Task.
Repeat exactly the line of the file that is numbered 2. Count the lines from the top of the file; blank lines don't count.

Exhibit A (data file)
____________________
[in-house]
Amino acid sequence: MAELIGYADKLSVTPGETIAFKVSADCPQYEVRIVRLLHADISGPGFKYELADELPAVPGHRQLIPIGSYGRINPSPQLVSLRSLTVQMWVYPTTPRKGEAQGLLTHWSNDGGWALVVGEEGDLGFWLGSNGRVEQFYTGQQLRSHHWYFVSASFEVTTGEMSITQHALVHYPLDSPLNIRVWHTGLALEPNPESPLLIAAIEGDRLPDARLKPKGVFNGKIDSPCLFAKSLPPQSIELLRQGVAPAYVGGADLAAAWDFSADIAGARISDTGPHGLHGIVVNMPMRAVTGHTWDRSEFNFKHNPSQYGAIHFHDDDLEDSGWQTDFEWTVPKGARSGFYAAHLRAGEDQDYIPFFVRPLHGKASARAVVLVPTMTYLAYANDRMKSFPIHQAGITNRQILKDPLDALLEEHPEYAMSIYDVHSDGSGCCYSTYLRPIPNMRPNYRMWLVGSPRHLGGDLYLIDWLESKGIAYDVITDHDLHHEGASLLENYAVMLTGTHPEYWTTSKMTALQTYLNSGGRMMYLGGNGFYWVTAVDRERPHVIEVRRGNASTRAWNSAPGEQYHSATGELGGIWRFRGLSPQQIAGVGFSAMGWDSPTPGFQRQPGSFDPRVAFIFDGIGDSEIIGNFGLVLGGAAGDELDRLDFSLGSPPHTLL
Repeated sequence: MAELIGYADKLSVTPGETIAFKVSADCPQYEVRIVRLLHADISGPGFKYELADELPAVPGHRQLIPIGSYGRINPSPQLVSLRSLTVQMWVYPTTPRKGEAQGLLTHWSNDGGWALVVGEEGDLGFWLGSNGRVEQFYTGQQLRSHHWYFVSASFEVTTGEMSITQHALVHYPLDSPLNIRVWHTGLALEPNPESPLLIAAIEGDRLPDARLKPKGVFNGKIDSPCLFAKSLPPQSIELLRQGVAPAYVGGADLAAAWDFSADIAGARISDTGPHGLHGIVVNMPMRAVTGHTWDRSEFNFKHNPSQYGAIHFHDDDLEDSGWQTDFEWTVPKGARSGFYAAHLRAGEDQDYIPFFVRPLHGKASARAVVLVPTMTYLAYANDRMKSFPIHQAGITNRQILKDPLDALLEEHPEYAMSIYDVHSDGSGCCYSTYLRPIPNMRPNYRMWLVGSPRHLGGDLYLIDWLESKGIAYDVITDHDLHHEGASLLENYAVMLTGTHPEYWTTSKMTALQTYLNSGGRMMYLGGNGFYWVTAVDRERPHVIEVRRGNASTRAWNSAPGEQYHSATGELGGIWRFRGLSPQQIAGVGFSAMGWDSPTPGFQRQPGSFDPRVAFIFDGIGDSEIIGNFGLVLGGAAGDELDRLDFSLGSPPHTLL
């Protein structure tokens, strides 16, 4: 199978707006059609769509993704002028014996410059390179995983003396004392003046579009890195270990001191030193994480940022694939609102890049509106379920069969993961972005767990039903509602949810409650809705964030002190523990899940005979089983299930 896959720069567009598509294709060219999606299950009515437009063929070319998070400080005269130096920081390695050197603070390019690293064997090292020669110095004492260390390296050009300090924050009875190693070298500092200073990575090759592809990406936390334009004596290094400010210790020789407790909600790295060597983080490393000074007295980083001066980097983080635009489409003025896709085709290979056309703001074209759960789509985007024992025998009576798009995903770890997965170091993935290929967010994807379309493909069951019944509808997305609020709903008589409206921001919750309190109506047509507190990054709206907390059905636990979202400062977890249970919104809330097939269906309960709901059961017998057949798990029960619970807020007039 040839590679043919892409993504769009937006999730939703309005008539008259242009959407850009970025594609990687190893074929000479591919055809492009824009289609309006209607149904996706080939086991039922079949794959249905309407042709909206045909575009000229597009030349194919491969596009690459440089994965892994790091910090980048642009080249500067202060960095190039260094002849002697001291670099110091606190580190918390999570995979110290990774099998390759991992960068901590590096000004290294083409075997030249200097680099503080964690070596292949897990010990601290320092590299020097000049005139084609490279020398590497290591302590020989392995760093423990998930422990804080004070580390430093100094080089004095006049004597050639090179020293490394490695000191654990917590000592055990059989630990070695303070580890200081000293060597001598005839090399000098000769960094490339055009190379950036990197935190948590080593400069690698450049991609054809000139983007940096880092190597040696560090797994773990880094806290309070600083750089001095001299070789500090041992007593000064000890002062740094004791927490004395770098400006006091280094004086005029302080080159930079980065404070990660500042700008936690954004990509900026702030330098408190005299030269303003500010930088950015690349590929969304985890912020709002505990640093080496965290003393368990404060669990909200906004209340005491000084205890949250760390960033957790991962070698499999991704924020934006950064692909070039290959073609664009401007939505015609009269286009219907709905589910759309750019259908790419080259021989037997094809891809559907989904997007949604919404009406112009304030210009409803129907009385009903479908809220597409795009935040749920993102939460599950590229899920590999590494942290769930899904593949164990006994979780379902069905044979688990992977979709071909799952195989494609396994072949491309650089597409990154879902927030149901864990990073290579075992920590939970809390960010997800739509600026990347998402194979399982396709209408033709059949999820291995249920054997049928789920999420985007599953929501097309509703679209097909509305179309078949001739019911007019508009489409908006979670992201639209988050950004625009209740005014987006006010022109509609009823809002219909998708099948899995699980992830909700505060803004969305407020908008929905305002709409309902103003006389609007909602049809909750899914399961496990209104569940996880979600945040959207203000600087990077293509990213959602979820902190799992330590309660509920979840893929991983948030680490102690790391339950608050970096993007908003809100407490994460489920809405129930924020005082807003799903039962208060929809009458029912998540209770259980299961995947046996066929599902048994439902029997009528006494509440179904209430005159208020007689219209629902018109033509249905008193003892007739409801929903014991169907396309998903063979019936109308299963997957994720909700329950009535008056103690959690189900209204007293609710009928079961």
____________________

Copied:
Amino acid sequence: MAELIGYADKLSVTPGETIAFKVSADCPQYEVRIVRLLHADISGPGFKYELADELPAVPGHRQLIPIGSYGRINPSPQLVSLRSLTVQMWVYPTTPRKGEAQGLLTHWSNDGGWALVVGEEGDLGFWLGSNGRVEQFYTGQQLRSHHWYFVSASFEVTTGEMSITQHALVHYPLDSPLNIRVWHTGLALEPNPESPLLIAAIEGDRLPDARLKPKGVFNGKIDSPCLFAKSLPPQSIELLRQGVAPAYVGGADLAAAWDFSADIAGARISDTGPHGLHGIVVNMPMRAVTGHTWDRSEFNFKHNPSQYGAIHFHDDDLEDSGWQTDFEWTVPKGARSGFYAAHLRAGEDQDYIPFFVRPLHGKASARAVVLVPTMTYLAYANDRMKSFPIHQAGITNRQILKDPLDALLEEHPEYAMSIYDVHSDGSGCCYSTYLRPIPNMRPNYRMWLVGSPRHLGGDLYLIDWLESKGIAYDVITDHDLHHEGASLLENYAVMLTGTHPEYWTTSKMTALQTYLNSGGRMMYLGGNGFYWVTAVDRERPHVIEVRRGNASTRAWNSAPGEQYHSATGELGGIWRFRGLSPQQIAGVGFSAMGWDSPTPGFQRQPGSFDPRVAFIFDGIGDSEIIGNFGLVLGGAAGDELDRLDFSLGSPPHTLL